If his charity was so great in his help to the poor ruined by the war, his zeal was no less to remove the root cause of all this suffering. While the Ladies of Charity and other helpers worked so hard at collecting alms and other contributions in aid to the devastated provinces, we know with what zeal and tenderness of heart he recommended that they join these works of mercy to their vows, prayers, fasts, mortifications, and other exercises of penance, their devotions, their pilgrimages to Notre Dame, to Saint Genevieve, and other patrons of Paris and of France, their confessions and communions, masses and other sacrifices, to draw down God's mercy and appease his anger. We know how some women of delicate constitution followed his advice to mortify their flesh by hair shirts and disciplines and other instruments of penance. In this way, they joined his own penances and those of his community to obtain the peace so much longed for and which we happily enjoy today. Who can express his distress at the disorders of the army? How he was moved at the outrages committed everywhere and against all sorts of people, and sacrileges and profanations of the blessed sacrament and churches, all brought about by the army. How often has he said, speaking to the clergy, "My friends, if the Lord is to receive fifty lashes, strive to save him from some of them. Do something to atone for the outrages committed against him so that he will have at least some to console him in these persecutions and sufferings."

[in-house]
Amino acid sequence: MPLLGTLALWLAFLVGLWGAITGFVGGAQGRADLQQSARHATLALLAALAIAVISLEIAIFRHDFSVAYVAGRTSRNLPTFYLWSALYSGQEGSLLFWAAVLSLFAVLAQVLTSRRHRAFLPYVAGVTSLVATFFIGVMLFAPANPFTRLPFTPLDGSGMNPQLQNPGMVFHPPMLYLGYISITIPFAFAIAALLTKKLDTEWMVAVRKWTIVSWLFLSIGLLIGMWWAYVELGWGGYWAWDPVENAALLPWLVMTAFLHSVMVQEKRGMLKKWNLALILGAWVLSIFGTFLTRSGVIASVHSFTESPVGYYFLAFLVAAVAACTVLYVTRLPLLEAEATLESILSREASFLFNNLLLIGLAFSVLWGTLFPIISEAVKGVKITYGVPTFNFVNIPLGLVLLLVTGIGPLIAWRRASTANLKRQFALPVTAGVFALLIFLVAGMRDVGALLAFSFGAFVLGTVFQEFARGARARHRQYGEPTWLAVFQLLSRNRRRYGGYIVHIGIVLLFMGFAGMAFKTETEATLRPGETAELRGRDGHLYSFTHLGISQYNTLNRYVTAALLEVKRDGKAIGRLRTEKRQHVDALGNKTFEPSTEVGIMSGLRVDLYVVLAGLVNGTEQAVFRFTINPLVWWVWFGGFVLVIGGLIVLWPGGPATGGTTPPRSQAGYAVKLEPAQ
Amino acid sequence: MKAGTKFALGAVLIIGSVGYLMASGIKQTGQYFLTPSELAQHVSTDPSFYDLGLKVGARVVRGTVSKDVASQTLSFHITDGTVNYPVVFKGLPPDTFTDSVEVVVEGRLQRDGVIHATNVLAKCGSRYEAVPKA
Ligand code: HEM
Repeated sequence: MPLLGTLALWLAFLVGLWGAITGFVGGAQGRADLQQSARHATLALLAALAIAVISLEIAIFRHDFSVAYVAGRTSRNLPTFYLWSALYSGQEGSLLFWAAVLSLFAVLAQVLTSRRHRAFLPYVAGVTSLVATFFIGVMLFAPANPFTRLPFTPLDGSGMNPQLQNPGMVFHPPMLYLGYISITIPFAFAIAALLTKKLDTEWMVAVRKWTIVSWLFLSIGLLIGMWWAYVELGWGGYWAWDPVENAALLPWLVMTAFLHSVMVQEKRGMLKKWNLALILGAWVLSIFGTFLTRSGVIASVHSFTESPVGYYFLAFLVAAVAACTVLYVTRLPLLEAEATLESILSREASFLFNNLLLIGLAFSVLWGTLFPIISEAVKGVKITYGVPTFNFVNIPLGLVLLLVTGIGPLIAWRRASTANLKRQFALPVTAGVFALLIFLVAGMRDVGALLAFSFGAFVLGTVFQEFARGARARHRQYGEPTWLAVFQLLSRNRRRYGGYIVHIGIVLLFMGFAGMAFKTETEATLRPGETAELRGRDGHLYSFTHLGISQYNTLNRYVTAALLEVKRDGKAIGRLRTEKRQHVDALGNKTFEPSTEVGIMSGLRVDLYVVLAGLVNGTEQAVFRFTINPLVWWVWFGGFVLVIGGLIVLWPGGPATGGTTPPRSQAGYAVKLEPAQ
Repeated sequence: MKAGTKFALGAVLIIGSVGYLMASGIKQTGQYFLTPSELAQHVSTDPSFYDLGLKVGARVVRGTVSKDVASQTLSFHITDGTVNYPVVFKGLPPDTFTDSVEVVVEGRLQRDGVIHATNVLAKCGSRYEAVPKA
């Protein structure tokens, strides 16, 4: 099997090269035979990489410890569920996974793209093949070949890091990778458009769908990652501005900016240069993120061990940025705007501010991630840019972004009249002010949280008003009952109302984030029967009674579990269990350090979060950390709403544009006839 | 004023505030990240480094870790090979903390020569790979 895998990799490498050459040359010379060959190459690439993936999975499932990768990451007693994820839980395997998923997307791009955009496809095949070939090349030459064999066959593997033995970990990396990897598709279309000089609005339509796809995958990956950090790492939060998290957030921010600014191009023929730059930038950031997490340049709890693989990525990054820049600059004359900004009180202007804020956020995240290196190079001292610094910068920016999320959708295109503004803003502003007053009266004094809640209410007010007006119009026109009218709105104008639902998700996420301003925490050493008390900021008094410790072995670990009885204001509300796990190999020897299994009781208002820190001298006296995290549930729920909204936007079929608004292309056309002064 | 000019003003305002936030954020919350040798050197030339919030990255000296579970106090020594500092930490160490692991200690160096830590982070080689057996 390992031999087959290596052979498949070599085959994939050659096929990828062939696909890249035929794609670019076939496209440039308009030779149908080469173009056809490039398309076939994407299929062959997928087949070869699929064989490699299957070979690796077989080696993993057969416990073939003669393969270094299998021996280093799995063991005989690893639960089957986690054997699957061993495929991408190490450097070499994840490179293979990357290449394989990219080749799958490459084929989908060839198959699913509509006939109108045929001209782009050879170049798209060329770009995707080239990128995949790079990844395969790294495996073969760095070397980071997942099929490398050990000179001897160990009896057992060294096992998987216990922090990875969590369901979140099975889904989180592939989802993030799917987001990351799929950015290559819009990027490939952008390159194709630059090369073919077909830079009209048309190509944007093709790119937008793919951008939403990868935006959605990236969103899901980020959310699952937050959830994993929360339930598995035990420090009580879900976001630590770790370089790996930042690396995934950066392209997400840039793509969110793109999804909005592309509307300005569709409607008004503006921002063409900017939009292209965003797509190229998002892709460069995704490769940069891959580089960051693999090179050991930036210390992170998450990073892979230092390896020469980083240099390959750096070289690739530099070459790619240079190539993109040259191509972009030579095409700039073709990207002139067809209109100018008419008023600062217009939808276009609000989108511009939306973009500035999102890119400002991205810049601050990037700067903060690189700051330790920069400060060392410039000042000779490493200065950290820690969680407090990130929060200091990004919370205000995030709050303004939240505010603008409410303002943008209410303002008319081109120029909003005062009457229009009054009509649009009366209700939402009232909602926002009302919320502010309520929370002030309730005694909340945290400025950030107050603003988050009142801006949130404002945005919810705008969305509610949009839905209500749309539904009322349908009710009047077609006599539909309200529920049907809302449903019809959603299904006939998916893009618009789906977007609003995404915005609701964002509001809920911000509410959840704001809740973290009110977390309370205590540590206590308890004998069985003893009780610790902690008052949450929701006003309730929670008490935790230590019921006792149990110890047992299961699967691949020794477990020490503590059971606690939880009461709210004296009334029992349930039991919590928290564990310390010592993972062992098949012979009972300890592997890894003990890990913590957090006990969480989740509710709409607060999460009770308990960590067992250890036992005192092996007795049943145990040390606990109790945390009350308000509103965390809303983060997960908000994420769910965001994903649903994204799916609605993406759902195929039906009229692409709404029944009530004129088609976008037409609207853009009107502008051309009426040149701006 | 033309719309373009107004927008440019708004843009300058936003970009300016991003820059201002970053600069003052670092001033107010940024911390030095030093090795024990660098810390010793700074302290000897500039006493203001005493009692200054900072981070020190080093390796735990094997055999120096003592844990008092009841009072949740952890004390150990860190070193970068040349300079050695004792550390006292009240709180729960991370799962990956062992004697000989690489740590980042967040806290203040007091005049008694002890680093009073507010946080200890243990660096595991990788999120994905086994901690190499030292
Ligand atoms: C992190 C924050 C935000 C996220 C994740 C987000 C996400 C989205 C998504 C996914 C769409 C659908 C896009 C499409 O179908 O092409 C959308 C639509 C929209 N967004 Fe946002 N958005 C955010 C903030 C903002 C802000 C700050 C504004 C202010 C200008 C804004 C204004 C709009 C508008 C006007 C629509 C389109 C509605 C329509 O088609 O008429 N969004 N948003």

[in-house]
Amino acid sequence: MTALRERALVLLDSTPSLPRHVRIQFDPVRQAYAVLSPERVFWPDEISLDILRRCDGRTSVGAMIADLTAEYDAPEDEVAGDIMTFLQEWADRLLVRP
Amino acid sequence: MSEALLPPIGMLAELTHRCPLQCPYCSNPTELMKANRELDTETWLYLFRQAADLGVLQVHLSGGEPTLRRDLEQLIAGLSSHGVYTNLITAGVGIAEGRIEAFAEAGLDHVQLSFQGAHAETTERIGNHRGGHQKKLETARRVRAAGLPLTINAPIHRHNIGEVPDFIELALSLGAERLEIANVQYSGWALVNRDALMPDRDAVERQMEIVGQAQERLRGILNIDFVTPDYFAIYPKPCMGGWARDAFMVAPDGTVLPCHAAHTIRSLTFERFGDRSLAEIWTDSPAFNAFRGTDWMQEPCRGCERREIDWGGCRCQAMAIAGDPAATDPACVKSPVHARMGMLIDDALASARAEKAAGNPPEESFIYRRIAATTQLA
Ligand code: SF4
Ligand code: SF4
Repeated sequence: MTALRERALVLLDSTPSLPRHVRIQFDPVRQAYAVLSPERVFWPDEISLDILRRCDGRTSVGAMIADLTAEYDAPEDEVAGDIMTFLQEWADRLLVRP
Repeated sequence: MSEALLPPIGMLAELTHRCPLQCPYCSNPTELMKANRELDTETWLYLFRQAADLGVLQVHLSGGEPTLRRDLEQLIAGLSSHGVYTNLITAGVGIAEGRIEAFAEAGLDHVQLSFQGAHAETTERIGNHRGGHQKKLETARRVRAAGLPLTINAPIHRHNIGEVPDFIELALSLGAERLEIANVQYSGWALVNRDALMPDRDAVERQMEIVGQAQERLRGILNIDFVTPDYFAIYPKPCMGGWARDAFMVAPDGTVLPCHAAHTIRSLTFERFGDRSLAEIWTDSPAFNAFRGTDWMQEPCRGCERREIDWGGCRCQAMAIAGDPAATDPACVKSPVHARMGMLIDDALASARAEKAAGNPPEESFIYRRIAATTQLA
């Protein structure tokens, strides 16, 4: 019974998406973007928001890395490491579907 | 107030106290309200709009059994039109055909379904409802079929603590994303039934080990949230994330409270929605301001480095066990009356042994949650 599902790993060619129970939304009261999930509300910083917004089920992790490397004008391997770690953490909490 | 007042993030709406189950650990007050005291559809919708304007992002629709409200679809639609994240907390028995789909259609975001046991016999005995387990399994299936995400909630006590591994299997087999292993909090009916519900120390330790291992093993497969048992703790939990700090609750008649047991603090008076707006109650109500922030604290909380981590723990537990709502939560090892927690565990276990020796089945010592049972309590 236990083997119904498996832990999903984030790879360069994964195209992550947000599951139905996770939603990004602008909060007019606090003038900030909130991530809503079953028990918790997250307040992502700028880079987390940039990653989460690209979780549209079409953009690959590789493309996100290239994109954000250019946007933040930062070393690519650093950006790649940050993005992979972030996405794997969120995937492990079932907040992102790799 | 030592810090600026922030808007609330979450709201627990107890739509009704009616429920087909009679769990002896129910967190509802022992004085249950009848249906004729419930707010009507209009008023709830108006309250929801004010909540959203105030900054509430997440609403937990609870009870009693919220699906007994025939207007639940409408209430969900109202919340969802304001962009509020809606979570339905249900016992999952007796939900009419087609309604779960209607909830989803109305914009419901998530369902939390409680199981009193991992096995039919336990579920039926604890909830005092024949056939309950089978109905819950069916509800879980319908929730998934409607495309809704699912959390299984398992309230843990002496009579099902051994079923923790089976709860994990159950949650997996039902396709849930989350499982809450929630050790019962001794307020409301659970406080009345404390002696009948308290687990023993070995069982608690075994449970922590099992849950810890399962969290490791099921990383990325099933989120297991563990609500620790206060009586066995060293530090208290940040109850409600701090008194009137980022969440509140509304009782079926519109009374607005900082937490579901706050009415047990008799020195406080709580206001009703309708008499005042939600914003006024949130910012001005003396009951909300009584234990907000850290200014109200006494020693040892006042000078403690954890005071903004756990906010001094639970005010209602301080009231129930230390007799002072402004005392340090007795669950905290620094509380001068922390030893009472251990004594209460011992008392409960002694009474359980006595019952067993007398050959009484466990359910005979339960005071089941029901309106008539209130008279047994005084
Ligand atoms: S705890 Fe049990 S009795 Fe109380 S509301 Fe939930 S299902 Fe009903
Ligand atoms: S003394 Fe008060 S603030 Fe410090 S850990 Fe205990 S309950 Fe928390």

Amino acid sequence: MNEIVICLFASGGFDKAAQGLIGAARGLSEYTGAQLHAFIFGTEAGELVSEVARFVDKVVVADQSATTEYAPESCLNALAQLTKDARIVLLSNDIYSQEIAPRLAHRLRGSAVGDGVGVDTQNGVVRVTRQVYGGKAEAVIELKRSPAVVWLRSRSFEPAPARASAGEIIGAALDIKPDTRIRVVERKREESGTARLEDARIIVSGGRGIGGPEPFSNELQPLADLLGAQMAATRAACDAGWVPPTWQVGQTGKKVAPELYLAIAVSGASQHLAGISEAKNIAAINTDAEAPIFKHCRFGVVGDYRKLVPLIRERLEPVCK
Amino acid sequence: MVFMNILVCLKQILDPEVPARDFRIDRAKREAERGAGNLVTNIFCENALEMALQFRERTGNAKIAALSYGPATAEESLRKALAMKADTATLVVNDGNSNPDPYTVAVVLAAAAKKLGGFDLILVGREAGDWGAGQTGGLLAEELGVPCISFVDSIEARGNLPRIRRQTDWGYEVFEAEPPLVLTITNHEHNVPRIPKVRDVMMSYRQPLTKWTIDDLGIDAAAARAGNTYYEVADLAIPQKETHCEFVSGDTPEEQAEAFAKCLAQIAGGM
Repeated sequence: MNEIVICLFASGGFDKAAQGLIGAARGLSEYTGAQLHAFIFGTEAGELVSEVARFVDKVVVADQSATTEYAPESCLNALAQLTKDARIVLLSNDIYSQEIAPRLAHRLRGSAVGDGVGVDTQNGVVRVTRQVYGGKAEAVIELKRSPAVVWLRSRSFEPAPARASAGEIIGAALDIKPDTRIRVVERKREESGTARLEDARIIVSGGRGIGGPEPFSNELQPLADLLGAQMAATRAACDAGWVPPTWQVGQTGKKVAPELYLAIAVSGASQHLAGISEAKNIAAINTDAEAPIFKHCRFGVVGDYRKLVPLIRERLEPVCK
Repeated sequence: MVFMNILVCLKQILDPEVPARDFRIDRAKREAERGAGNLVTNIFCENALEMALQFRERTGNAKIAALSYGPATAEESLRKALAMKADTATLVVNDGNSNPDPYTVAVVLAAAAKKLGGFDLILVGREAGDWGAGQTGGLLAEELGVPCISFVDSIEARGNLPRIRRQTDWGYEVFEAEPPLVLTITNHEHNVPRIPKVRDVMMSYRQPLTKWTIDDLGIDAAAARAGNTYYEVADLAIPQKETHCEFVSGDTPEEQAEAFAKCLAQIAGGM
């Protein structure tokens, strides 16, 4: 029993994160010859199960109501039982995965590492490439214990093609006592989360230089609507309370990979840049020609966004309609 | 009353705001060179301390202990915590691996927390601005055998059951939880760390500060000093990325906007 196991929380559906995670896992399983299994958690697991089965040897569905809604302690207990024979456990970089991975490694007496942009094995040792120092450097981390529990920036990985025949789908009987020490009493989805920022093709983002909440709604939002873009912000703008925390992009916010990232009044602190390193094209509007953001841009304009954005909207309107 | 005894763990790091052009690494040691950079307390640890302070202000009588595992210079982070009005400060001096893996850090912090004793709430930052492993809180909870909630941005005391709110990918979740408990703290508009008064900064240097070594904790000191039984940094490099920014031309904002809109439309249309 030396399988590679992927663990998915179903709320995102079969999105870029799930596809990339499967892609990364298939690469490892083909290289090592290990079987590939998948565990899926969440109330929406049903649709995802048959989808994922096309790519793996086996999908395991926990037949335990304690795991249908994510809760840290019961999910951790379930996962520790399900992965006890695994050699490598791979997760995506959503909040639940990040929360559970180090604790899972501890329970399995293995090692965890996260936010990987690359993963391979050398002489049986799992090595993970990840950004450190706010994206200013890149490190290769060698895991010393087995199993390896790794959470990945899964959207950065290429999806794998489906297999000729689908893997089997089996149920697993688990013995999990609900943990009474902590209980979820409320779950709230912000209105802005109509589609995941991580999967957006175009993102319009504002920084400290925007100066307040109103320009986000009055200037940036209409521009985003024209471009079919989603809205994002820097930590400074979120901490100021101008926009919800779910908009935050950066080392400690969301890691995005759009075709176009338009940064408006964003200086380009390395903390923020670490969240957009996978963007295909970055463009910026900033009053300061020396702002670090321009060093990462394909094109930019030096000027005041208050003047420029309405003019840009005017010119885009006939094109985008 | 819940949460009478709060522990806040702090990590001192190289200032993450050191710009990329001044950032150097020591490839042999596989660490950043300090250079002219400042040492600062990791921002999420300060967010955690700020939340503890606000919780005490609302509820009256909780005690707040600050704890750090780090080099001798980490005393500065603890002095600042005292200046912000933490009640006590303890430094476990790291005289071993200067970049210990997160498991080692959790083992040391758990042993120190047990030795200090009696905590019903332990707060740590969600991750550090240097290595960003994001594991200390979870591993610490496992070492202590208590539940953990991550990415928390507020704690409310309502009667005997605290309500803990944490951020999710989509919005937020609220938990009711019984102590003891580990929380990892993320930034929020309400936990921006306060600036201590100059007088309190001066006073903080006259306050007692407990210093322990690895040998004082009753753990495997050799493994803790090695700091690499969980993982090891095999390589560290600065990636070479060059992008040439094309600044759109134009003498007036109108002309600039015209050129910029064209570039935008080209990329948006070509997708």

Besides his prayers and practices of penance, Monsieur Vincent felt it to be his duty to do all he could to influence those in power to work for peace. The way to this, he felt, was to have the authority of the king recognized by all subjects of the realm. There must be entire and perfect submission to his authority in all parts of the kingdom. This is the only way the civil war could end. Although he had always avoided political action, through either his humility or possibly his Christian prudence that suggested he concentrate his efforts on what concerned the service of God and the good of souls, in the present situation in which France would come to ruin if the wars continued, he felt it his duty to act otherwise. He was aware that love of country is a duty of charity and the service of the king is in some way service to God. As a result of these reflections he resolved to serve his country and his prince in this important and pressing matter.